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Why Are Online MBAs Respected by Employers?

Employers often can’t tell, and may not even care, whether you got your MBA online.

Two businessman consulting face to face

So, you’re contemplating an online MBA program? It might seem a bit too straightforward compared to traditional education, doesn’t it? Just log into your study portal whenever you have a spare moment, at home or during a break at work, and before you know it, you’ve got yourself a Master of Business Administration. Is it really that simple?

This convenience of studying from anywhere has people asking, “Are online MBA programs respected?” Is there a trade-off between the flexibility and affordability of distance learning and how employers perceive your degree?

Speaking from my experience as a business owner and former government recruiter, I can assure you: an MBA gives a significant career advantage. It’s a clear demonstration of your commitment to becoming the best manager possible. The skills developed – leadership, business analysis, critical thinking, and communication – are invaluable.

You gain respect whether you study online or make the effort to attend classes in person. However, there is one significant caveat: the business school you choose still matters. The adage, “You get what you pay for,” holds true for online MBA programs just as it does for other aspects of life.

Reasons Why an Online MBA Is Credible

What makes an online MBA worth it for many professionals is the ability to continue working full-time while studying part-time. But does this mode of study resonate equally with employers?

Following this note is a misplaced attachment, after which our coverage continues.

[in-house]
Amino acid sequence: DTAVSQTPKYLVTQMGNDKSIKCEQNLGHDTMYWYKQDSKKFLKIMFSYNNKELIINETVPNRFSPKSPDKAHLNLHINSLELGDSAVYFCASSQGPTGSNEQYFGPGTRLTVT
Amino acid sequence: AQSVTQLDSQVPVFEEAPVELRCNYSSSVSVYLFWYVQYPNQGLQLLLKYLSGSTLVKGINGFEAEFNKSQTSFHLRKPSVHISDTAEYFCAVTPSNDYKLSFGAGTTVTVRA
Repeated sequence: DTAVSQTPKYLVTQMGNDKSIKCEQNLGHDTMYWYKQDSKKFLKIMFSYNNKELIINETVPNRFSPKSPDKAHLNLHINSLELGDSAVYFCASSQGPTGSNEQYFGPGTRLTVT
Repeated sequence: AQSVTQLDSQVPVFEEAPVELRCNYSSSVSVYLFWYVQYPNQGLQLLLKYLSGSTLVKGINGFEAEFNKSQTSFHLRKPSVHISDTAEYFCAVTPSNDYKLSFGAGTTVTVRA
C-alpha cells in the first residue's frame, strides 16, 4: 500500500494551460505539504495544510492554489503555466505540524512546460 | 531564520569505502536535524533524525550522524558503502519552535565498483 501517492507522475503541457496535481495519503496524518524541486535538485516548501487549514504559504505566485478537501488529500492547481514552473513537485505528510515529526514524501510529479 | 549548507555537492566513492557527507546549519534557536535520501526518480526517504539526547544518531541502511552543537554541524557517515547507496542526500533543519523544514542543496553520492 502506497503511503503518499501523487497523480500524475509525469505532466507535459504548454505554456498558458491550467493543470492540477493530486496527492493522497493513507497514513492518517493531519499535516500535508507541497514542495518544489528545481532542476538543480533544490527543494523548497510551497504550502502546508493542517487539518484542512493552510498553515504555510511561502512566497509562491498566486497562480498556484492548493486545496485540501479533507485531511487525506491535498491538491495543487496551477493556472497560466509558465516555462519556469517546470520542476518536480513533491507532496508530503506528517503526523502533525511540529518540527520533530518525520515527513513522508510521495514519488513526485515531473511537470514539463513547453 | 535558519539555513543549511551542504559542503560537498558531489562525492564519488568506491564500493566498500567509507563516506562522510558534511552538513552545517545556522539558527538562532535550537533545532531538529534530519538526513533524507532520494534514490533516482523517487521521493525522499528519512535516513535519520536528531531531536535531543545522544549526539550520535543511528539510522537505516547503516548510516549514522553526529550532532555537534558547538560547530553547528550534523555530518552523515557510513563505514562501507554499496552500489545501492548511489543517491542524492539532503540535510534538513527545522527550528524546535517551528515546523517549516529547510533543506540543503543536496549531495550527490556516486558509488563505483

Our findings suggest that an online MBA receives a similar reception from employers as its traditional counterpart. Here are four compelling reasons why an MBA obtained online holds just as much credibility as an on-campus one.

1. Employers won’t notice your MBA was online

Upon receiving your actual MBA degree – be it paper or digital – it doesn’t flaunt “Online MBA” or “Online Degree” in glaring red letters. Your qualification simply reads “Master of Business Administration” or similar.

Typically, employers can’t tell if an MBA has been acquired through online or in-person study. For example, most Australian universities that offer online MBAs also provide on-campus programs. You can secure your MBA from them either way, and there’s no indication on your diploma concerning the mode of study.

According to the most recent education statistics, more MBA students in Australia study online than regularly attend a campus. There is general community acceptance that an online MBA is valid.

It’s also standard to state on your CV or resume merely that you have an MBA from a particular university and graduated in a certain year. There is no expectation to specify whether it was completed online.

Even during a job interview, you have the discretion to discuss your qualifications. You might choose to highlight your online studies as a selling point to, for instance, illustrate how you adeptly balanced study with work. However, an alternative route is also available: to simply omit the fact that you were a distance learner.

2. You earned your degree the hard way

Woman studying or working using laptop

Studying for an online MBA? That’s no walk in the park. You need discipline—loads of it.

Among the hardest parts of earning an MBA is just finding the motivation to study consistently. That aspect is even more difficult with online learning. You don’t get the buzz of an in-person class, the sight of your teachers, or the camaraderie of classmates. Your motivation has to come from within, which makes earning your degree all the more impressive.

Think about it. In a physical classroom, you’ve got external motivators. Maybe it’s competition with classmates or wanting to impress your tutor. Perhaps it’s just staying engaged in class discussions. Online, you miss all that.